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The Elements of CSS Style

I'm a programmer. Java and PHP are my favourite poisons. CSS is simple by comparison, right? Yes and no. CSS files can become pretty complex for large sites. How many times have you struggled to decipher something you wrote six months ago? That's why style guides are important.

This document is a work in progress. It deals mainly with formatting and doesn't touch on naming or documentation much. This is partly because CSS should be self-documenting. I'm open to feedback, though.

This is what works for me. If it doesn't work for you, let me know, and I'll add a link to your style guide. The more the merrier. There is no definitive answer to this: your personal taste will decide whether you agree with all or some of it. I have tried to explain the logic behind each rule in order to help persuade the reader of its merit.

Indenting and spacing

To improve readability, uniformly indent the content of each declaration to distinguish its properties from the surrounding selectors and braces.

selector1 {
    property1: value;
    property2: value;
}
selector2 {
    property1: value;
    property2: value;
}

Indent with tab characters rather than spaces. This will slightly reduce your file size. Every little helps. You can set your editor's tab setting to whatever indentation size you prefer.

The opening brace should be on the same line as the selector, separated by one space. The closing brace should be on a line of its own.

Each property should appear on a separate line. Use one space to separate property names and values. Where values have multiple parts, separate these by one space.

End each property declaration with a semicolon. Although this is technically unnecessary for the last declaration, it is easy to forget adding one before adding another declaration. This will help to avoid errors.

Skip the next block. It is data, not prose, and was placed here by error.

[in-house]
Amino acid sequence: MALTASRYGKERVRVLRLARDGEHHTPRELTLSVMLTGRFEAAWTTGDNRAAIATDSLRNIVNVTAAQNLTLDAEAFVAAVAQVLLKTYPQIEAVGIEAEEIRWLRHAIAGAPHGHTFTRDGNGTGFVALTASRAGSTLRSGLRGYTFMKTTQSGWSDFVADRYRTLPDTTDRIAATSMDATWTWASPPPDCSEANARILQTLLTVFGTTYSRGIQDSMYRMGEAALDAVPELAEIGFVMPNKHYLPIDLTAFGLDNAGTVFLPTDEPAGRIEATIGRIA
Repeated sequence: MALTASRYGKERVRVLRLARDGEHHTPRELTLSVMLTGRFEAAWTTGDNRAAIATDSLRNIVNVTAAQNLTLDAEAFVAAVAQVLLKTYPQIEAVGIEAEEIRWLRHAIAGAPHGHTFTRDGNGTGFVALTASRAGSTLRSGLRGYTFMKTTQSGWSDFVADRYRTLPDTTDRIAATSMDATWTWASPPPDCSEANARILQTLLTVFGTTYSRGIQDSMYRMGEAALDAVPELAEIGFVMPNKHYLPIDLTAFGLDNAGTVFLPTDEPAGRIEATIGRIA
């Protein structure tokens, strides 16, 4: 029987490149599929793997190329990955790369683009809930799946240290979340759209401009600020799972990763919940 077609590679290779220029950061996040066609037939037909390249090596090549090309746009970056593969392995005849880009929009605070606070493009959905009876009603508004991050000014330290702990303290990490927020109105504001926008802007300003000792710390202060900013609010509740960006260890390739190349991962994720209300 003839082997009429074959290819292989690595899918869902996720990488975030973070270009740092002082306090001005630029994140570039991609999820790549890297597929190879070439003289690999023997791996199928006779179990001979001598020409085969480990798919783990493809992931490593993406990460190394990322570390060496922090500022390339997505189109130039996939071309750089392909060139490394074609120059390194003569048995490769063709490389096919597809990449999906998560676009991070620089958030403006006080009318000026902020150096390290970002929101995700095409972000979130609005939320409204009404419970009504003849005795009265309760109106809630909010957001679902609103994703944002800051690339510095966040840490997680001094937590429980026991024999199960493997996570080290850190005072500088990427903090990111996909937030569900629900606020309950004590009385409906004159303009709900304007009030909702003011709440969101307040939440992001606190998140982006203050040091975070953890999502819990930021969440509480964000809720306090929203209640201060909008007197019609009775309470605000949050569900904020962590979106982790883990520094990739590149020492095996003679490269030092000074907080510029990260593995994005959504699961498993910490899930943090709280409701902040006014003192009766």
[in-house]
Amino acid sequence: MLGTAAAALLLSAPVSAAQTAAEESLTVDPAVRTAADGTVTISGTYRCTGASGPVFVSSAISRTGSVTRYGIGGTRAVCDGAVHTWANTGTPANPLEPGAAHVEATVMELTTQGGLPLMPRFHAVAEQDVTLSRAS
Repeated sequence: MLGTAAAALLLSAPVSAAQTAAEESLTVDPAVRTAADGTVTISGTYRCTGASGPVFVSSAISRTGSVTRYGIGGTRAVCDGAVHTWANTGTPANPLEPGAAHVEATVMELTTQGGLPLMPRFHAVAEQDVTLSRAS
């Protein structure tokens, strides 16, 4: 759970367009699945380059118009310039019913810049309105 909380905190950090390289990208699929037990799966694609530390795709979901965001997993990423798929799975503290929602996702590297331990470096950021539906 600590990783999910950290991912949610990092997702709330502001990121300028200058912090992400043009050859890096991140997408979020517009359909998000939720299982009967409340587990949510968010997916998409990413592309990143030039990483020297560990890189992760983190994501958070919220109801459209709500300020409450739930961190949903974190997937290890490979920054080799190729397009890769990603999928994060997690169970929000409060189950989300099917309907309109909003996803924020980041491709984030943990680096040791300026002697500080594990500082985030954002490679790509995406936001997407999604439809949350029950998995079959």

Units

Units should immediately follow the value with no spaces.

blockquote {
    margin-left: 10px;
}

You must specify a unit unless the value is zero, in which case no unit should be given. 0px is the same as 0em so units are meaningless for zero values. Write 0 on its own instead.

Case sensitivity

Write everything in lower case wherever possible. XHTML element names in selectors are case sensitive, so to avoid problems, avoid mixed case.

Ordering

Specify type selectors first, then class, then id selectors. Values lower down in CSS files override those higher up, so placing declarations in this order means you will avoid simple inheritance errors. You generally want id selectors to override type selectors anyway, so declaring them in this order makes sense.

type {
    property: value;
}
.class {
    property: value;
}
#id {
    property: value;
}

Selectors and properties should be specified in alphabetical order, except where inheritance requires that they must appear ahead of other elements (e.g. for the universal selector, and the body type). This makes everything easy to find.

Grouping

When combining selectors, put them on separate lines. This makes it easier to skim-read the text when looking for things. It also ensures that selectors are always clearly separated.

selector1,
selector2,
selector3 {
    property: value;
}

The opening brace should be on the same line as the last selector, as above.

Multiple declarations

One little-known but powerful feature of CSS is that you can have multiple declarations for the same selector. For example, this snippet:

foo {
    property1: value;
}
foo {
    property2: value;
}

is equivalent to:

foo {
    property1: value;
    property2: value;
}

This example makes the declarations longer but when combined with grouping selectors it should decrease the overall size. You will be able to use more grouping if you break declarations down into smaller chunks, because then more elements are likely to have the declarations in common.

I usually break declarations up into three groups:

  • Positioning, margins and padding
  • Colours, backgrounds and borders
  • Fonts

Then I can specify a font once and apply it to several elements, but still give them separate positions. It might look something like this:

blockquote {
    padding: 10px;
}
p {
    margin-bottom: 10px;
}
blockquote,
p {
    font-family: "Times New Roman", Times, serif;
    font-size: 12px;
    font-weight: normal;
}

It's shorter and more readable than this:

blockquote {
    font-family: "Times New Roman", Times, serif;
    font-size: 12px;
    font-weight: normal;
    padding: 10px;
}
p {
    font-family: "Times New Roman", Times, serif;
    font-size: 12px;
    font-weight: normal;
    margin-bottom: 10px;
}

The more overlap there is, the more dramatic the difference. It's also much more flexible because there is less repetition. This makes it much faster to make changes.

Further reading

Here are some other useful sites which cover similar subjects.

I hope you found this article useful. There are more articles like this in the code section of my site.